"present perfect" vs "past Perfect"

Hi there, should I use 'haven't occurred' or 'hadn't occurred' in the context?

  • Yesterday a tragic bus accident happened in Kolkata. At least 60 people died in the accident. The bus driver was found responsible for the accident. It is not that accidents like this hadn't occurred/haven't occurred before but the number of deaths had never risen/have never risen to that point before.

 

 In the above context which tense I should use?

I think if I use present perfect it mean before now but as the accident happened yesterday I think I should use past perfect.

 

I think in the last sentence "the number of deaths have/had never risen to that point before." I should use past perfect as it implies that before yesterday's accident the number of deaths had never risen to that point. 

If there is anything unnatural in my example, please forgive me. It was my own sentence. Please explain the right tense to use here.

Original Post
subhajit123 posted:
It is not that accidents like this hadn't occurred/haven't occurred before but the number of deaths had never risen/have never risen to that point before.

Hi, Subhajit,

I strongly disagree with Yama here. You need the present perfect in that sentence, in both of the cases: "It is not that accidents like this haven't occurred before, but the number of deaths has never risen so high."

This is news, Subhajit, so the relevance to the present  is undeniable. The fact that the accident has been located in "yesterday" in the text preceding the sentence doesn't affect your ability to use the present perfect in the sentence.

I made three changes to the second independent clause. I added a comma before the beginning of the second independent clause, I changed "have" to "has" ("number" is singular), and I changed "to that point before" to "so high."

Years from now, you might wish to refer back to this accident. If you were to construct a similar sentence, you might begin with "It was not that . . .," and then the past perfect would be in order:

  • It was not that accidents like this hadn't occurred before but the number of deaths had never risen so high.

Subha,

Where David says "years from now", I would take that to mean any substantial elapse of time.  It may be days or months or years.  The longer the time since the event, the more likely I would be to shift the tenses back, but there is no exact cutoff point.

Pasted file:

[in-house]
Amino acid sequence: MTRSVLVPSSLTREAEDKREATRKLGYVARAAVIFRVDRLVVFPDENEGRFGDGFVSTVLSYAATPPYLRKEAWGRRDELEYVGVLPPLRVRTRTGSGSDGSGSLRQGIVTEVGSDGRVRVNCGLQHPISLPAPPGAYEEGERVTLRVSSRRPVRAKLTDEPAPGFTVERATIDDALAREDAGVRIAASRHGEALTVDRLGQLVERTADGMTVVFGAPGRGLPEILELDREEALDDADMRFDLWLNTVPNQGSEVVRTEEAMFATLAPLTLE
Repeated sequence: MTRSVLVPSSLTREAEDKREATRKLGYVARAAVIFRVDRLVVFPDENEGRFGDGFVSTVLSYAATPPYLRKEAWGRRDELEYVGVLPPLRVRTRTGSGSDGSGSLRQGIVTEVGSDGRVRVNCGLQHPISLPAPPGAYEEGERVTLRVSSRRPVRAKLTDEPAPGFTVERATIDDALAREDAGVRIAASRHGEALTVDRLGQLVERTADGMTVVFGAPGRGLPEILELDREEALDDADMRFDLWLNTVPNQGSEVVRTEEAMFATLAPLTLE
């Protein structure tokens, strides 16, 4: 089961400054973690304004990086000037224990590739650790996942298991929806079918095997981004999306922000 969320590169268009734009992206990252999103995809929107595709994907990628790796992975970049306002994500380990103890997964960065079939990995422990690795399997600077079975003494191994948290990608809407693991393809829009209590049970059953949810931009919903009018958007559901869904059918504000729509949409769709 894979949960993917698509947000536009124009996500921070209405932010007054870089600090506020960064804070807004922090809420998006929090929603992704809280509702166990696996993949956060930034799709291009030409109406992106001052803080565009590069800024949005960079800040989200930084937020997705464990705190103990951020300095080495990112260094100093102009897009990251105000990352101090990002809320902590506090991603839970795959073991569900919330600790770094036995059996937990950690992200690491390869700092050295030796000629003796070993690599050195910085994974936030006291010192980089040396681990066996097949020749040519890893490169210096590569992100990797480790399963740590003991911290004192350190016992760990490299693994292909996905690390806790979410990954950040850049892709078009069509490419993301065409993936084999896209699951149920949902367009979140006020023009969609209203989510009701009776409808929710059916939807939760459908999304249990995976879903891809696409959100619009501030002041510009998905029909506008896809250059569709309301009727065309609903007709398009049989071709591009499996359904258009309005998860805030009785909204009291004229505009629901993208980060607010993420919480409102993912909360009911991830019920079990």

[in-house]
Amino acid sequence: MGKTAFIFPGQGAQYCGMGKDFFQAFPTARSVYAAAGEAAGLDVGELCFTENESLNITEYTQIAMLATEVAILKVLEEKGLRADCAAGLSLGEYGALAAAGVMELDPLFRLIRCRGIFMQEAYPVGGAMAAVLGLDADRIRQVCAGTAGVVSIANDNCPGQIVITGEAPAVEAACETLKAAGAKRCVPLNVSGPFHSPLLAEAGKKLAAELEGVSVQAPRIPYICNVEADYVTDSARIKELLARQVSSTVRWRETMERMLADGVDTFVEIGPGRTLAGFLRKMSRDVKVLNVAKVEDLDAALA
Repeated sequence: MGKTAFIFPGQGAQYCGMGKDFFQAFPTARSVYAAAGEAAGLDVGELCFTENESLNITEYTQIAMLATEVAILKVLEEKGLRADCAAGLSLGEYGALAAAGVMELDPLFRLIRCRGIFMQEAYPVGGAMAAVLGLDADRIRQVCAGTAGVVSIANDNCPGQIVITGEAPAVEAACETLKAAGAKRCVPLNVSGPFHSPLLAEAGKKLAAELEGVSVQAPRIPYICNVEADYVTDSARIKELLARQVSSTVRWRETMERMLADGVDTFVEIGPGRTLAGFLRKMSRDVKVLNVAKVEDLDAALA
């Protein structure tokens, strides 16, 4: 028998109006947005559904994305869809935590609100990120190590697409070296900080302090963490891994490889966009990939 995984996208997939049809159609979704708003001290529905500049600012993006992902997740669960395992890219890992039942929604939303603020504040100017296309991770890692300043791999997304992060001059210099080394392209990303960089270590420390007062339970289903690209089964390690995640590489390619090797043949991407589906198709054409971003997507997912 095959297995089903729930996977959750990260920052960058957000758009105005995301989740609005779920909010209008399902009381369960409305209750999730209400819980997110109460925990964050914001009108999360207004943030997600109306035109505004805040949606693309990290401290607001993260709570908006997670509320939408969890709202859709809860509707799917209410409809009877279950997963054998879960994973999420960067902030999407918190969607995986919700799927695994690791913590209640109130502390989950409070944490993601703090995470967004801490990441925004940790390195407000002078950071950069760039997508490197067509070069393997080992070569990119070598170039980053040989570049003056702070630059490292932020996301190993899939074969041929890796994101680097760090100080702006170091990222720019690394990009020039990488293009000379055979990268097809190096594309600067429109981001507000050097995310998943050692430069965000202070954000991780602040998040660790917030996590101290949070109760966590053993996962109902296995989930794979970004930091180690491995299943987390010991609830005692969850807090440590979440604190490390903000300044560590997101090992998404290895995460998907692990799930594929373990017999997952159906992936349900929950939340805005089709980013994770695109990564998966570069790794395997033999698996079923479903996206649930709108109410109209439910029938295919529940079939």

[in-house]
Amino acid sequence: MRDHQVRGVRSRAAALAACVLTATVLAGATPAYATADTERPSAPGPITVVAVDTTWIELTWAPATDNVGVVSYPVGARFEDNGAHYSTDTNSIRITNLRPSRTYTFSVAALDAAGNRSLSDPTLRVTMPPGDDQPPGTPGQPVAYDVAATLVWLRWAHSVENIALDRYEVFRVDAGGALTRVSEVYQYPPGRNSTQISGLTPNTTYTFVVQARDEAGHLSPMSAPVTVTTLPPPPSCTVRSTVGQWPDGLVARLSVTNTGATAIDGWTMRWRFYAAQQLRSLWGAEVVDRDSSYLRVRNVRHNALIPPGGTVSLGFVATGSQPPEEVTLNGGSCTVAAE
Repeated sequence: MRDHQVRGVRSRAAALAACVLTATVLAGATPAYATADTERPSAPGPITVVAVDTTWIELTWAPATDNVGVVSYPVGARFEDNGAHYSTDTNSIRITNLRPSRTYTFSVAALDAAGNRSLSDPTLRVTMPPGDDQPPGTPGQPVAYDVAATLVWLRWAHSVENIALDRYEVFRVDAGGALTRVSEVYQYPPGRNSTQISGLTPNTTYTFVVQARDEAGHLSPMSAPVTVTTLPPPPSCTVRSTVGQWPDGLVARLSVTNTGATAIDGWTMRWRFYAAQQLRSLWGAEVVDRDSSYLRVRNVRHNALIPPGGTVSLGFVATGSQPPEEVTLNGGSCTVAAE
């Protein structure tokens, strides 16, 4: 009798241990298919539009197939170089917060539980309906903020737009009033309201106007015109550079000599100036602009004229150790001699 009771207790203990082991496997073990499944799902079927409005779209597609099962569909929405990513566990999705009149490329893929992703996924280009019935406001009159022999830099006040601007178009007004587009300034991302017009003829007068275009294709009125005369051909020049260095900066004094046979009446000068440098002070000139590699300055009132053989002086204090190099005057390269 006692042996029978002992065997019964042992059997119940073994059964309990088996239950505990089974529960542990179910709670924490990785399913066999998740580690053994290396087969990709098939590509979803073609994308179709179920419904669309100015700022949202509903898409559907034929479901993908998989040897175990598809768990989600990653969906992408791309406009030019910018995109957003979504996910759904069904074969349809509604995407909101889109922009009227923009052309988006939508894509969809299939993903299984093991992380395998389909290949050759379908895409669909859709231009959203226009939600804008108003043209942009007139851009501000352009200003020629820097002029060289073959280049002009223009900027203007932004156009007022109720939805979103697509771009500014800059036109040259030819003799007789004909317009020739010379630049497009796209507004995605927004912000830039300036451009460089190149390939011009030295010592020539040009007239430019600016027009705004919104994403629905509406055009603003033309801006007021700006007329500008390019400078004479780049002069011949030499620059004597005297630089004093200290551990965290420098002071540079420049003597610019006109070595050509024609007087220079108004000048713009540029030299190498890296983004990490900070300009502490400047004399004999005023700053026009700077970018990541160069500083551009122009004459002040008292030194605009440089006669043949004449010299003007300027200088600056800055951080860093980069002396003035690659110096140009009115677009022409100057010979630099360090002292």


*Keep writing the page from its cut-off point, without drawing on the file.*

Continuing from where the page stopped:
DocV

Thank you. I think I have got your point.

Suppose, since last year no accidents have occured and have not taken as many as 60 lives. can I still use present perfect?

 

  • Last year, a tragic bus accident happened in Kolkata. At least 60 people died in the accident. The bus driver was found responsible for the accident. It is not that accident like this have not occurred before but the number of deaths has never risen so high.

Someone please reply.

  • Last year, a tragic bus accident happened in Kolkata. At least 60 people died in the accident. The bus driver was found responsible for the accident. It is not that accident like this have not occurred before but the number of deaths has never risen so high.

 

Based on David's and DocV's explanations above, you should use the past perfect.

Another inconsistency I find with your paragraph above, Subhajit, is the use of "it is not that." As David suggested, "it was not that" would fit in better there. Besides, considering that that phrase is emphatic, there should be some reason that justifies it. Otherwise, I don't see the point of using it. For example:

  • Last year, a tragic bus accident happened in Kolkata. At least 60 people died in the accident. The bus driver was found responsible for the accident and was sentenced to 10 years in prison. It was not that accidents like this had not occurred before but the number of deaths had never risen so high.

The "it was not that..." structure is useful to introduce the reason why the driver got such a severe punishment, and this was due to the unusually high number of victims.

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